Friday, January 27, 2023

Virginia’s Large-Scale Offshore Wind Project Moves Forward with BOEM Announcement

During a tour of the Port of Virginia, U.S. Department of Interior Secretary Deb Haaland, speaking, announces BOEM’s initiation of the environmental review for Dominion Energy’s Coast Virginia Offshore Wind commercial project. (Courtesy of the Office of the Governor)

REGIONAL — On Thursday, July 1, 2021, the U.S. Department of the Interior (USDOI) announced that it will initiate an environmental review of Dominion Energy’s Coastal Virginia Offshore Wind commercial project.

During a tour of the Port of Virginia in Norfolk, USDOI Secretary Deb Haaland, along with Gov. Ralph Northam and U.S. Senator Tim Kaine (D-Va.), announced that the USDOI’s Bureau of Ocean Energy Management (BOEM) will initiate this environmental review. 

Virginia’s offshore wind project, which is located 27 miles off the coast of Virginia Beach, and 30 nautical miles from the Port, will be among the first in the nation to undergo this new federal permitting process, which is designed to accelerate offshore wind development in the United States.

The issuance of a Notice of Intent (NOI) from BOEM marks the first major milestone in the federal permitting of the 2.6-gigawatt large-scale commercial wind project, according to a July 1 news release from the Office of the Governor.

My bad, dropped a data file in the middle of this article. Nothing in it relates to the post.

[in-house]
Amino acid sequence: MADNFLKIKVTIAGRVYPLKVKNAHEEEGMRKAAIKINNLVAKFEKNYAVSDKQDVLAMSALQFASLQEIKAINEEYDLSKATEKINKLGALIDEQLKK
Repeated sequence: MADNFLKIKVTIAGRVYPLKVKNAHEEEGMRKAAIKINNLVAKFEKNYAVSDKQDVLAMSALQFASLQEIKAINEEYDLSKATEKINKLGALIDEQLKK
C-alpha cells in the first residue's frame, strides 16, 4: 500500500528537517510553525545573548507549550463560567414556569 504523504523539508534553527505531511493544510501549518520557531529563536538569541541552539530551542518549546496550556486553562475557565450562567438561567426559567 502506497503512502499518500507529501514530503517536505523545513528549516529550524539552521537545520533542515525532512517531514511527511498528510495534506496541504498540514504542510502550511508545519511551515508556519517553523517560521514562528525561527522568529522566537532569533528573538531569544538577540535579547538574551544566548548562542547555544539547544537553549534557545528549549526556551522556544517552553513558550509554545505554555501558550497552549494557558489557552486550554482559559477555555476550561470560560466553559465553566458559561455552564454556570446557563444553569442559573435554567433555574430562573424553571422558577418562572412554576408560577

“The demand for offshore wind energy has never been greater. Meanwhile, recent technological advances, falling costs, and tremendous economic potential make offshore wind a promising avenue for diversifying our national energy portfolio, creating good-paying union jobs, and tackling climate change,” said Haaland in the news release. 

Secretary Haaland, Gov. Northam, and Sen. Kaine were joined by federal, state, and local officials to tour the Port of Virginia prior to the announcement last Thursday.

The port is currently undergoing significant upgrades to accommodate the heavy load capacity necessary in the construction of offshore wind projects in the Mid-Atlantic region.

Haaland added that yesterday’s tour provided a chance to learn about the Commonwealth’s role in developing the offshore wind industry and attracting and supporting the domestic supply chain.

 “Virginia is all in on offshore wind. We are developing the infrastructure, workforce, supply chain, and manufacturing capabilities needed to capture the many benefits of this emerging industry,” said Governor Northam in a released statement. “This announcement puts our Commonwealth on a path to harnessing the power of wind to produce affordable and reliable renewable energy, create thousands of new jobs, and meet our ambitious climate goals.”

The announcement follows a recent agreement between BOEM and the North Atlantic Division of the United States Army Corps of Engineers (USACE) that will give federal agencies additional scientific and technical resources to evaluate offshore wind projects.